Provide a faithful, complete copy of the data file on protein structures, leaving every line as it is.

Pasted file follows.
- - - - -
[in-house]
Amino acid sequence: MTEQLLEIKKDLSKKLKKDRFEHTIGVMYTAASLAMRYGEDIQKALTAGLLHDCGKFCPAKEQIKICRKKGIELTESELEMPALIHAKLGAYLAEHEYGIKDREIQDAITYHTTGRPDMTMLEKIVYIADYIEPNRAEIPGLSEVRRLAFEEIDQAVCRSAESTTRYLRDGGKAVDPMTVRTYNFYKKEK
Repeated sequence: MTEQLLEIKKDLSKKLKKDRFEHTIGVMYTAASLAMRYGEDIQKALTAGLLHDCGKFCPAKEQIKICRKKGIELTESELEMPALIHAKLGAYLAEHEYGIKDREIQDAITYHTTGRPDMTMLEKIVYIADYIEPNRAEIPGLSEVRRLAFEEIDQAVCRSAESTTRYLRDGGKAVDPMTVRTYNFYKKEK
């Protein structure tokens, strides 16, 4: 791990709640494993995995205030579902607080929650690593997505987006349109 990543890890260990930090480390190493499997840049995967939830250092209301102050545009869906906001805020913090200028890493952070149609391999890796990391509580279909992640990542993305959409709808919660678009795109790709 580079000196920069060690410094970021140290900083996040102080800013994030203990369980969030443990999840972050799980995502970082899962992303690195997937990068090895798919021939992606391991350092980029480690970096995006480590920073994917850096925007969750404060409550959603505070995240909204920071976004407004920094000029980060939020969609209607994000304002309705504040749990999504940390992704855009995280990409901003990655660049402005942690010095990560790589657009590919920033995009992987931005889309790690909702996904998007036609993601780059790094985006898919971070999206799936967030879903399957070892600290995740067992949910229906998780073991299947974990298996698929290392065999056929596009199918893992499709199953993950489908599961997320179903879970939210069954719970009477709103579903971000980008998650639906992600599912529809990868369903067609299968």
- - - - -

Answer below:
[in-house]
Amino acid sequence: MTEQLLEIKKDLSKKLKKDRFEHTIGVMYTAASLAMRYGEDIQKALTAGLLHDCGKFCPAKEQIKICRKKGIELTESELEMPALIHAKLGAYLAEHEYGIKDREIQDAITYHTTGRPDMTMLEKIVYIADYIEPNRAEIPGLSEVRRLAFEEIDQAVCRSAESTTRYLRDGGKAVDPMTVRTYNFYKKEK
Repeated sequence: MTEQLLEIKKDLSKKLKKDRFEHTIGVMYTAASLAMRYGEDIQKALTAGLLHDCGKFCPAKEQIKICRKKGIELTESELEMPALIHAKLGAYLAEHEYGIKDREIQDAITYHTTGRPDMTMLEKIVYIADYIEPNRAEIPGLSEVRRLAFEEIDQAVCRSAESTTRYLRDGGKAVDPMTVRTYNFYKKEK
């Protein structure tokens, strides 16, 4: 791990709640494993995995205030579902607080929650690593997505987006349109 990543890890260990930090480390190493499997840049995967939830250092209301102050545009869906906001805020913090200028890493952070149609391999890796990391509580279909992640990542993305959409709808919660678009795109790709 580079000196920069060690410094970021140290900083996040102080800013994030203990369980969030443990999840972050799980995502970082899962992303690195997937990068090895798919021939992606391991350092980029480690970096995006480590920073994917850096925007969750404060409550959603505070995240909204920071976004407004920094000029980060939020969609209607994000304002309705504040749990999504940390992704855009995280990409901003990655660049402005942690010095990560790589657009590919920033995009992987931005889309790690909702996904998007036609993601780059790094985006898919971070999206799936967030879903399957070892600290995740067992949910229906998780073991299947974990298996698929290392065999056929596009199918893992499709199953993950489908599961997320179903879970939210069954719970009477709103579903971000980008998650639906992600599912529809990868369903067609299968």